• Giving excuses for the advertised products such as running out of stock.
  • Forcing to buy the whole package in order to avail the deal.
  • Poor communication.

Considered illegal and fraudulent in many jurisdictions, this tactic is still at large and a handy tool for the big companies. And it is fooling customers still and they have a right to report the offending party to the relevant authority and seek justice. On the other hand, it is also the responsibility of the customer to be fully aware and need to be suspicious of deals which are too good to be true.

The prevailing scenario of the misleading false advertisements continue to exploit consumers of various age groups. In order to manipulate the customers, the advertising agencies create specific target groups and create advertisements. And even without any actual proof, they manage to convince the customer that this is the best option and lure them into the trap.[4] This is completely unethical and situations as such should be addressed properly and this big game of bait and switch should be put to an end.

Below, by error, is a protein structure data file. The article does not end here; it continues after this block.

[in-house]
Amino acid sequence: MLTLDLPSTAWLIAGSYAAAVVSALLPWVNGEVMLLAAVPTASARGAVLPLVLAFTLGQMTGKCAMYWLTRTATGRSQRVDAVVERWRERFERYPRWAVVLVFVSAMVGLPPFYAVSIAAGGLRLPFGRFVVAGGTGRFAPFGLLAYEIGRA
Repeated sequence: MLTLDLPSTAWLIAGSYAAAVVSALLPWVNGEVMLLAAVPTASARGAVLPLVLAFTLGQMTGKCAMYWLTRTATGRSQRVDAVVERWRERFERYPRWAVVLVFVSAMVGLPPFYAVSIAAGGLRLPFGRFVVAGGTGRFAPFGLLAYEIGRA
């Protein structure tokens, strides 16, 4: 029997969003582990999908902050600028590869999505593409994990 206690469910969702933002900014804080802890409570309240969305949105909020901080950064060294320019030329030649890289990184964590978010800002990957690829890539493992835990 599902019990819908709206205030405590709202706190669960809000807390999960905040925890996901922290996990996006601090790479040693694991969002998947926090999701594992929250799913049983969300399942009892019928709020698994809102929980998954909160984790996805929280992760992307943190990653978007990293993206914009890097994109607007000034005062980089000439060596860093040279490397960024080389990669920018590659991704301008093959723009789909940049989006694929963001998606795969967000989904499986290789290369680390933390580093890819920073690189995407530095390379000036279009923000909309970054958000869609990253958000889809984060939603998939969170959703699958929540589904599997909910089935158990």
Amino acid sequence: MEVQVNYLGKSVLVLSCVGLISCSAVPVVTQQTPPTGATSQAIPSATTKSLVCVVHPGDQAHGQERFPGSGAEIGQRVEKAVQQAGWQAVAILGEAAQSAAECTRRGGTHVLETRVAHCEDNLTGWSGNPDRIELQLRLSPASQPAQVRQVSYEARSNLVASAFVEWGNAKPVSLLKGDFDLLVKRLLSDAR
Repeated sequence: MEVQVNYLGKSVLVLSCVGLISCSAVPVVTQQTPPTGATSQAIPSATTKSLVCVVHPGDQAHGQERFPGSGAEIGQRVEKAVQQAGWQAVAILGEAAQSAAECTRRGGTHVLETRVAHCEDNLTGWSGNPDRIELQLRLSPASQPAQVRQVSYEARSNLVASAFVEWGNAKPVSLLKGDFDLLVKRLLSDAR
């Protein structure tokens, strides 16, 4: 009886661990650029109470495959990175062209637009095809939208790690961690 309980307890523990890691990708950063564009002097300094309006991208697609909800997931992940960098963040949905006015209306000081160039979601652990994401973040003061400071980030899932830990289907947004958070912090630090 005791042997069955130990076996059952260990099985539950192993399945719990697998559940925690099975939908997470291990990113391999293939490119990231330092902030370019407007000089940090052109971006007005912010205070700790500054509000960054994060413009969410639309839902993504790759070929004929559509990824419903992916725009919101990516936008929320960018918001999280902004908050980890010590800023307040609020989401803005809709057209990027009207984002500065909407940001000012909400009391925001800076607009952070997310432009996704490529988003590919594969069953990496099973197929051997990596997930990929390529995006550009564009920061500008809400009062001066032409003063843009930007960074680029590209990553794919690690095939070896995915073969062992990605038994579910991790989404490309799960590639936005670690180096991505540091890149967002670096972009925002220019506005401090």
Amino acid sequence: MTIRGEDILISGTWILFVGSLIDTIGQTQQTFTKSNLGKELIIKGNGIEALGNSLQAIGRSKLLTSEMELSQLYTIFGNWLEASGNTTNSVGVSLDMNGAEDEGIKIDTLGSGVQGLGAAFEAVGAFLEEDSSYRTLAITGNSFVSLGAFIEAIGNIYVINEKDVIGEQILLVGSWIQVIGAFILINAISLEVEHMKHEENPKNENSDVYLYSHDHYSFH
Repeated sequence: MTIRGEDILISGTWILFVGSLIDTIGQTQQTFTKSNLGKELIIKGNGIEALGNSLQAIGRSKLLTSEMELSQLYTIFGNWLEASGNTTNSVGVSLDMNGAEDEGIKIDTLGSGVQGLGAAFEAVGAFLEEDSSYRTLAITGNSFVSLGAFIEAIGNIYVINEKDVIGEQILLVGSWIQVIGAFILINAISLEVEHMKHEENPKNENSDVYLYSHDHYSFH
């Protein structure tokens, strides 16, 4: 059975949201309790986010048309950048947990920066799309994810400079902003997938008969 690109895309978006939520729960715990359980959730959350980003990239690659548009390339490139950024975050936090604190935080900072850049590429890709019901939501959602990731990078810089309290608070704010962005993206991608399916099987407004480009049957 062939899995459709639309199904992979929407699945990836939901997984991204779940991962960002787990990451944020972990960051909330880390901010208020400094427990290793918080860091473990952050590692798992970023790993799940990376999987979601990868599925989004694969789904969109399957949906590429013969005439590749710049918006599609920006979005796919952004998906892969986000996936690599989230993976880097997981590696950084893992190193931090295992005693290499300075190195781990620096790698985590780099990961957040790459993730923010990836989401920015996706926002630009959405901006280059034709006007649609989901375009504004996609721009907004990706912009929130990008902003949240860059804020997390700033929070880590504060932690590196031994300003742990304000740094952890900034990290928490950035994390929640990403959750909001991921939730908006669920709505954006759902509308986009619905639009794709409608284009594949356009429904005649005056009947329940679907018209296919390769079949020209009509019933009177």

Toddlers are lured into by creating advertisements featuring their favourite cartoon character or celebrity which they love and though the nutritional facts featured in the ad are completely false, the children want that drink or snack because they are convinced by the celebrity promoting it. Likewise, cosmetic products are high in the market where the advertisement shows one result but in reality, it is no way close to the actresses or models featured. And next to be addressed are products which are not even certified or branded but they brand themselves in the advertisements. These are done with clear motives of just luring customers in. A classic bait and switch situation.[5]